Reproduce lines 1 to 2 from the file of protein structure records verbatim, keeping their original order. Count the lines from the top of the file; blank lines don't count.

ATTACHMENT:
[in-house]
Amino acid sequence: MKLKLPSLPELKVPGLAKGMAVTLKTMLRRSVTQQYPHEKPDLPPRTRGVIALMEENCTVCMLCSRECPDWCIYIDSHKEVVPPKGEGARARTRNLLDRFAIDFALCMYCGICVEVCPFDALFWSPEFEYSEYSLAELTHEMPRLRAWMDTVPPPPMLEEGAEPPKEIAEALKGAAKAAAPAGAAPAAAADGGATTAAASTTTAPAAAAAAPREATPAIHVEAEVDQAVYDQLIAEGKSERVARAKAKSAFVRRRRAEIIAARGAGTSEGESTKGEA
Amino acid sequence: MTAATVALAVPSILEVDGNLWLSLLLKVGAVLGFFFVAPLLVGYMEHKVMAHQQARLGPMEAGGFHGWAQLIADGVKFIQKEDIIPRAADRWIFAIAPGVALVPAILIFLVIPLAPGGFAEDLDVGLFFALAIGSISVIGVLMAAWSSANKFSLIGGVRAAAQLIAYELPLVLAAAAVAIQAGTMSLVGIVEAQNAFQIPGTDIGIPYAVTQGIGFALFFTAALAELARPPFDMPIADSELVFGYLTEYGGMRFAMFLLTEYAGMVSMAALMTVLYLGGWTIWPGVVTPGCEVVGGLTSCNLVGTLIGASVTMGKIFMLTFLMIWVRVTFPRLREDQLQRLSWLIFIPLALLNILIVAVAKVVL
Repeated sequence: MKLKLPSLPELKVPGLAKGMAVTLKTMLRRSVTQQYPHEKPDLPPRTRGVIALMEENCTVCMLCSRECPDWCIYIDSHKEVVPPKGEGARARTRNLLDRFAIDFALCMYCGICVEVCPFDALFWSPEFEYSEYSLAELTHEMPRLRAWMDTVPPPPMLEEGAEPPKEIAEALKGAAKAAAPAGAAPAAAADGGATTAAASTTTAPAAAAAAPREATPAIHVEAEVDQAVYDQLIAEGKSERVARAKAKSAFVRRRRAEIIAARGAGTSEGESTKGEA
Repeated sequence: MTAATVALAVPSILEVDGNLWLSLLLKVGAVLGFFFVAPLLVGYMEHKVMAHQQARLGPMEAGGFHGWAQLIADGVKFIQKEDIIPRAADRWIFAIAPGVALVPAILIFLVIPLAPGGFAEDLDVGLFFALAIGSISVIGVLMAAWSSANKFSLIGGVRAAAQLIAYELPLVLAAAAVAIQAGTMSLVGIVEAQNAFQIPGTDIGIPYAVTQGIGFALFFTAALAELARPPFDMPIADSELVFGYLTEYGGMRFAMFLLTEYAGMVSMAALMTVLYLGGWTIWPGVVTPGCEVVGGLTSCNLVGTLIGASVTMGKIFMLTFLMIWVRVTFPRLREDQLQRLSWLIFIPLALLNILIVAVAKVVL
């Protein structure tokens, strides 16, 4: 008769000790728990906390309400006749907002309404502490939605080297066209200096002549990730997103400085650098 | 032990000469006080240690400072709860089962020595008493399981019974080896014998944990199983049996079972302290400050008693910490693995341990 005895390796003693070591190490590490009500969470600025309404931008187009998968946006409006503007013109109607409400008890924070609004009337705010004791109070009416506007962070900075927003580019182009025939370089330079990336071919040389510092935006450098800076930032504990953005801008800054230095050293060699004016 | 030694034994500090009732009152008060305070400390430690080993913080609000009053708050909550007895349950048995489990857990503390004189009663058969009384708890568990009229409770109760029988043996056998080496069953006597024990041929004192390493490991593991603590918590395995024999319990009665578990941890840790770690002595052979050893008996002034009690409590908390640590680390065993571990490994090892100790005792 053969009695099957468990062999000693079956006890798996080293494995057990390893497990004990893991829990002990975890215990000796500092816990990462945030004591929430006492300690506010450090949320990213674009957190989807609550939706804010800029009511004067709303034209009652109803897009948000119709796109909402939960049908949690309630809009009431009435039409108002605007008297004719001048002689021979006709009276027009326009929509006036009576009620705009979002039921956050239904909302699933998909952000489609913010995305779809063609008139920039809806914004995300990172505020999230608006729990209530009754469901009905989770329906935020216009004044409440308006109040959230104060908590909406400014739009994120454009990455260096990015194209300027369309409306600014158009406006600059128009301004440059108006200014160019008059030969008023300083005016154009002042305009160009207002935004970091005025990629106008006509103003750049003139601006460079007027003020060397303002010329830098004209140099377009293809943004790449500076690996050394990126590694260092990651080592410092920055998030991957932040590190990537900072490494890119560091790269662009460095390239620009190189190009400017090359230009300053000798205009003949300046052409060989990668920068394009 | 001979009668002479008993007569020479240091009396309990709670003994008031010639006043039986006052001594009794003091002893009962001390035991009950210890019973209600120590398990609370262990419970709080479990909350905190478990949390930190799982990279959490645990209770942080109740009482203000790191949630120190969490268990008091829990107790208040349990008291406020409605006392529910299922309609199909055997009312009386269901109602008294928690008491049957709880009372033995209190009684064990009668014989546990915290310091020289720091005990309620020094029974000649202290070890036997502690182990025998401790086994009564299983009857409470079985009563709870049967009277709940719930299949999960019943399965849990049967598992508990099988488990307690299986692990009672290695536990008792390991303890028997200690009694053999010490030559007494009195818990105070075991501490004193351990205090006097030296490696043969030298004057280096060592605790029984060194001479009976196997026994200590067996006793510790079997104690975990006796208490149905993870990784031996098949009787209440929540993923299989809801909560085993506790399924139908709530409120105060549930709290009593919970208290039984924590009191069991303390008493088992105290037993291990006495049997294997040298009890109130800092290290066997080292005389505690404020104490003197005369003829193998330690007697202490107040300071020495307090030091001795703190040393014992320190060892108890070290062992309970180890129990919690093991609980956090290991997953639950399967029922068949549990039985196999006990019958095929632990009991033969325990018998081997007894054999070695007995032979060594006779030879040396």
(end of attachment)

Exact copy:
[in-house]
Amino acid sequence: MKLKLPSLPELKVPGLAKGMAVTLKTMLRRSVTQQYPHEKPDLPPRTRGVIALMEENCTVCMLCSRECPDWCIYIDSHKEVVPPKGEGARARTRNLLDRFAIDFALCMYCGICVEVCPFDALFWSPEFEYSEYSLAELTHEMPRLRAWMDTVPPPPMLEEGAEPPKEIAEALKGAAKAAAPAGAAPAAAADGGATTAAASTTTAPAAAAAAPREATPAIHVEAEVDQAVYDQLIAEGKSERVARAKAKSAFVRRRRAEIIAARGAGTSEGESTKGEA